Premier League 2019/20: Sheffield United vs Liverpool – tactical analysis
Sheffield United have been one of the most refreshing sides to have been promoted to the Premier League in recent years. Chris Wilder has managed to generate a lot of goodwill due to the uncompromising nature of his team, along with his revolutionary overlapping centre-backs. The Blades had got off to a decent start to life in the top-flight, with two wins, draws and losses from their first six matches. Having managed to beat Everton and hold Chelsea to a draw away from home, this match against league-leaders Liverpool would be their toughest test yet. Liverpool came into this game on the back of a 15-match winning streak in the Premier League, but Jurgen Klopp was well aware that this would be an extremely tough test for his players. As our analysis will show, Liverpool were lucky to come away with all three points, as the Blades proved to be more than a match for the European champions.
Chris Wilder named an unchanged side from the previous weekend in his now-standard formation of 3-5-2, with Callum Robinson and Oliver McBurnie preferred to Lys Mousset up front.
Jurgen Klopp, too, named an unchanged team from the win over Chelsea last weekend.
Sheffield’s defence leaves Liverpool short of ideas
For all the talk and news around the Blades’ tactic of pushing up the outside centre-halves when in possession, their recent success has been built on the rather more traditional qualities of their defenders. Wilder has an extremely well-drilled side at his disposal, with his willingness to stick with the players that brought the club up to the Premier League being rewarded due to their knowledge and understanding of his system and style of play. Sheffield were an extremely solid defensive unit in this match, playing in a compact shape without the ball to deny Liverpool space between the lines –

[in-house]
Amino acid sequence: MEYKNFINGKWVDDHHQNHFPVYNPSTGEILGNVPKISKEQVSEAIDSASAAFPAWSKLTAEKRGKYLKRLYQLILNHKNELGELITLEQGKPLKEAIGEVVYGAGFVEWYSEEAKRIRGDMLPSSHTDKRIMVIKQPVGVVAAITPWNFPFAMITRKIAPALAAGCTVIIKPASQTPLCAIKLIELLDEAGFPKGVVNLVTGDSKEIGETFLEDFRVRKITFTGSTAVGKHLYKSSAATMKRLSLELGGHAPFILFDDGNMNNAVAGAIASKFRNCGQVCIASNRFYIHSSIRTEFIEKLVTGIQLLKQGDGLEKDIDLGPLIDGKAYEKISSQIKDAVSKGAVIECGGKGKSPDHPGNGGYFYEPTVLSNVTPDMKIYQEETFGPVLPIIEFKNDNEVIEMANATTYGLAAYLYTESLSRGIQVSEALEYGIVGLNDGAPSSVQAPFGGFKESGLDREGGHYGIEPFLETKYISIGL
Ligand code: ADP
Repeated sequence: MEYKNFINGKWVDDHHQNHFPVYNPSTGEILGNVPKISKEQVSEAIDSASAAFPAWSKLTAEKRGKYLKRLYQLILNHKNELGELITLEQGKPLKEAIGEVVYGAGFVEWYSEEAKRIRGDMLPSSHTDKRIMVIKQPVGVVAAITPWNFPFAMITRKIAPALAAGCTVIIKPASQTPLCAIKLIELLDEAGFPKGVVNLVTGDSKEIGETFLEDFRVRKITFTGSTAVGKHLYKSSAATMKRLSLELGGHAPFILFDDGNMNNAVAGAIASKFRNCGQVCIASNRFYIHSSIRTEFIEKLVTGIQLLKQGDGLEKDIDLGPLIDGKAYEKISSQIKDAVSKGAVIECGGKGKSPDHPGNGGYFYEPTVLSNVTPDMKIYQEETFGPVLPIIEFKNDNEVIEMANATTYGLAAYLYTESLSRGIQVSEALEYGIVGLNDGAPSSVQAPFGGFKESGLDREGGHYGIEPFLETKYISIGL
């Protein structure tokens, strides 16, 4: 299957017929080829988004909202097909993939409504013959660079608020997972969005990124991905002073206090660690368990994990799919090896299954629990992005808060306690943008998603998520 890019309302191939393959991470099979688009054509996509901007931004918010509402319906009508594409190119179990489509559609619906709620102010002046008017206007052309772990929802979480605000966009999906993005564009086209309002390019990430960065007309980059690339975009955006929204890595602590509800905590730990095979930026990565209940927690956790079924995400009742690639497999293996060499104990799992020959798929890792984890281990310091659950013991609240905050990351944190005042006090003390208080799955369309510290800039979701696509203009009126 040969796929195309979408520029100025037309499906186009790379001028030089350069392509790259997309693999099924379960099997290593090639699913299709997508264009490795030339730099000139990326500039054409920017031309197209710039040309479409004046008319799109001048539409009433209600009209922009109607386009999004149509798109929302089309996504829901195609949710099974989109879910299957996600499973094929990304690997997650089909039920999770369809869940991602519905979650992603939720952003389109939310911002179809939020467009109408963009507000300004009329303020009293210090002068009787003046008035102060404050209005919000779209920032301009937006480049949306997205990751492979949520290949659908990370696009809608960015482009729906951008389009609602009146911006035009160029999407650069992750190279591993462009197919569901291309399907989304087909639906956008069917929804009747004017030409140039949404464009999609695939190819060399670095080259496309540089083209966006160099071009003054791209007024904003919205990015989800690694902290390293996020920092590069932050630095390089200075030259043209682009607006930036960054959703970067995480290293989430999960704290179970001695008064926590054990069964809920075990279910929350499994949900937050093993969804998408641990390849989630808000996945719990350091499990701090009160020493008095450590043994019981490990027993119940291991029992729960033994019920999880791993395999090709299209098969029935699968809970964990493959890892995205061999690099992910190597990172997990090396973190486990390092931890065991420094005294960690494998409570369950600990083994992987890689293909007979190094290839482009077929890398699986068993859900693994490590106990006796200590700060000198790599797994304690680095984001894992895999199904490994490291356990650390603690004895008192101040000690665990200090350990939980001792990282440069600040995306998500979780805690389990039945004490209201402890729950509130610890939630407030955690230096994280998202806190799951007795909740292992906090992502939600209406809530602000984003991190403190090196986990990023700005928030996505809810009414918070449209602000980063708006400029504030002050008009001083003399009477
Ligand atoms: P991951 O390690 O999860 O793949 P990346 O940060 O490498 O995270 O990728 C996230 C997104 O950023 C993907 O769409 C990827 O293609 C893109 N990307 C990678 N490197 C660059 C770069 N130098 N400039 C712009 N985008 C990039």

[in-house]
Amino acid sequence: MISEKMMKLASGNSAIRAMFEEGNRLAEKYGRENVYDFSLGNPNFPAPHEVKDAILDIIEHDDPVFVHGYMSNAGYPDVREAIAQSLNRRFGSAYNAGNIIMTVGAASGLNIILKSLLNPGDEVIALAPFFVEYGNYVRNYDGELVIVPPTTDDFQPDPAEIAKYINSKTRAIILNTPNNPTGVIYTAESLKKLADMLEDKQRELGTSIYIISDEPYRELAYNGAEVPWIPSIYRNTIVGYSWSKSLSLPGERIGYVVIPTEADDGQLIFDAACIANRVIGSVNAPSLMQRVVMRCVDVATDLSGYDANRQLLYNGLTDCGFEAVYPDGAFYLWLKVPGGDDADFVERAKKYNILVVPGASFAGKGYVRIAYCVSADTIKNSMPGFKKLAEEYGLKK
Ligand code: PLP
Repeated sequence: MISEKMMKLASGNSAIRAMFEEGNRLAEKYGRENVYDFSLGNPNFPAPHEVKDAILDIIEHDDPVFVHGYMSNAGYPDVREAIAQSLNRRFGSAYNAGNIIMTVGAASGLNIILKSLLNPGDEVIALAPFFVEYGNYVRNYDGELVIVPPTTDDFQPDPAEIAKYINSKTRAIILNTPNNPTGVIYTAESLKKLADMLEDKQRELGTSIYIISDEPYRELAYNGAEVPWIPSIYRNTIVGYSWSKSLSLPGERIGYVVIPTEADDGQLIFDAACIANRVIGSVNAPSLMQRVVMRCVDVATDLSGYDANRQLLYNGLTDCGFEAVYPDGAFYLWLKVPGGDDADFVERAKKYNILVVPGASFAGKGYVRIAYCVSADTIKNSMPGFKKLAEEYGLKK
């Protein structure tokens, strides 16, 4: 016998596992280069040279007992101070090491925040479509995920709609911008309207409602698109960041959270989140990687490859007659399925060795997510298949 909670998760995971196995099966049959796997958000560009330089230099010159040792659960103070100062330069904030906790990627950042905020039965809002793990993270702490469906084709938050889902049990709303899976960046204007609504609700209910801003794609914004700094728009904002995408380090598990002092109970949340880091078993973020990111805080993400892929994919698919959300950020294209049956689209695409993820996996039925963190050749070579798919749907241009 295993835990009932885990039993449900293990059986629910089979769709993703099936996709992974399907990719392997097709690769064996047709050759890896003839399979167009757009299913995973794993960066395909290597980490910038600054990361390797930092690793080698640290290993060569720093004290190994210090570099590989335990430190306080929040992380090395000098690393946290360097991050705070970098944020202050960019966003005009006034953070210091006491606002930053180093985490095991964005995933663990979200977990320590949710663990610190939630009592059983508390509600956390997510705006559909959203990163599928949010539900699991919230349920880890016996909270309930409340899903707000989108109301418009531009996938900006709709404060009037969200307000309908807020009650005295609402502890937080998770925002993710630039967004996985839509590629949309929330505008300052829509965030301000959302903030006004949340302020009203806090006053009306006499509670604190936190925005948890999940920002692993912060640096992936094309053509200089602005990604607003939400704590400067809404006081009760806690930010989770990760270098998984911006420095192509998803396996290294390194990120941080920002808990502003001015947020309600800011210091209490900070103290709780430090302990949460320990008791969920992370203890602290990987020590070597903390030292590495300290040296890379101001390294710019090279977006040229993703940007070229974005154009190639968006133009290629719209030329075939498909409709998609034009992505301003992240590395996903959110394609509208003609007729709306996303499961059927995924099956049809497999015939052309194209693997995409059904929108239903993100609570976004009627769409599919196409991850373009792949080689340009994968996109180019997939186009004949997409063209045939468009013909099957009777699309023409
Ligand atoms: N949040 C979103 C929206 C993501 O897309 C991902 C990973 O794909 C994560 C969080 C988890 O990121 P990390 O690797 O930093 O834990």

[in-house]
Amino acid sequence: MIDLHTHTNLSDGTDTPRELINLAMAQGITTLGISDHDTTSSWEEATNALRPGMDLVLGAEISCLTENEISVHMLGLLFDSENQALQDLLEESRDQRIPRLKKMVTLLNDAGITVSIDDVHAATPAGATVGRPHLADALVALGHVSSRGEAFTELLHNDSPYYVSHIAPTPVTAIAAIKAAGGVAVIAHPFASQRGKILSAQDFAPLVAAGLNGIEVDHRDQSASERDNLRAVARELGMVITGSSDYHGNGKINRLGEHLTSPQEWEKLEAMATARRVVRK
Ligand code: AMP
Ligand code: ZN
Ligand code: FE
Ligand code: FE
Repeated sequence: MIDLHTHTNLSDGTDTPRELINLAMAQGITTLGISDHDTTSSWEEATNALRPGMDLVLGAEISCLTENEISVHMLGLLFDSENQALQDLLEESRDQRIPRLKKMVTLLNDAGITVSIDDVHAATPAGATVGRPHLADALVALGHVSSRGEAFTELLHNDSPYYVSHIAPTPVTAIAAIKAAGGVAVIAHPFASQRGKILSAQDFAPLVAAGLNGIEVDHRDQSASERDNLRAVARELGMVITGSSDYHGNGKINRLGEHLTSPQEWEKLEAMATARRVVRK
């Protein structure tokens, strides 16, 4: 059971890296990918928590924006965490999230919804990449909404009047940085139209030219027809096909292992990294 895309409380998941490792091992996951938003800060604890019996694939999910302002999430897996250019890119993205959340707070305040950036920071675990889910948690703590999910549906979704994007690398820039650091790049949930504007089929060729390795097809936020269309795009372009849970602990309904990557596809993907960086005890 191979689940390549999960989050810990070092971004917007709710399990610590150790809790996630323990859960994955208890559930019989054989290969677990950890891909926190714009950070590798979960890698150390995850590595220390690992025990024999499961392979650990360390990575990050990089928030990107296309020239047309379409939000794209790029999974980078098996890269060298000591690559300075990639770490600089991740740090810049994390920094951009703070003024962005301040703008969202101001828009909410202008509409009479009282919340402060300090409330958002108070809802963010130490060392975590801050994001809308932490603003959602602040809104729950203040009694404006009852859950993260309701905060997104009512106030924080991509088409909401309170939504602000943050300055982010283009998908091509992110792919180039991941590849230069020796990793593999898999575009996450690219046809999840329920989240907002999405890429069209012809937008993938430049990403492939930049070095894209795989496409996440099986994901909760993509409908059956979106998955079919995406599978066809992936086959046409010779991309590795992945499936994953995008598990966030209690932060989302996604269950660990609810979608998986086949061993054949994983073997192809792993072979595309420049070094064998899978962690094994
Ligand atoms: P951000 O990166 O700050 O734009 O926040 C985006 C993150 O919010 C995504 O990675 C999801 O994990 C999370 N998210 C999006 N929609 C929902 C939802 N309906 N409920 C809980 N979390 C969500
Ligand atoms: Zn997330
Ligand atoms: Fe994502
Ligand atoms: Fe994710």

The United midfield of John Lundstram, John Fleck and Oliver Norwood sat deep and covered central areas, forcing Liverpool to go wide due to a lack of penetration through the centre. While this tactic did allow Liverpool a lot of space on the flanks, especially for the full-backs, it ensured that their famed front three were starved of quality service from midfield.
Additionally, Sheffield’s defenders were extremely adept at picking up runs from deep and covering for each other. Liverpool would attempt to switch the play from one flank to the other to try and catch out the home side’s defence, but Sheffield’s shape and the awareness of their defenders made it difficult for the Reds to do so –
The Blades’ defence were quick to shift from side to side to counteract any switch of play by Liverpool, with the result that the two full-backs, Robertson and Trent Alexander-Arnold, rarely managed to get in behind the home side’s defensive line.
One tactic Liverpool seldom used was the long ball; it may have been more effective against Sheffield’s defence, as this one example in the first half showed –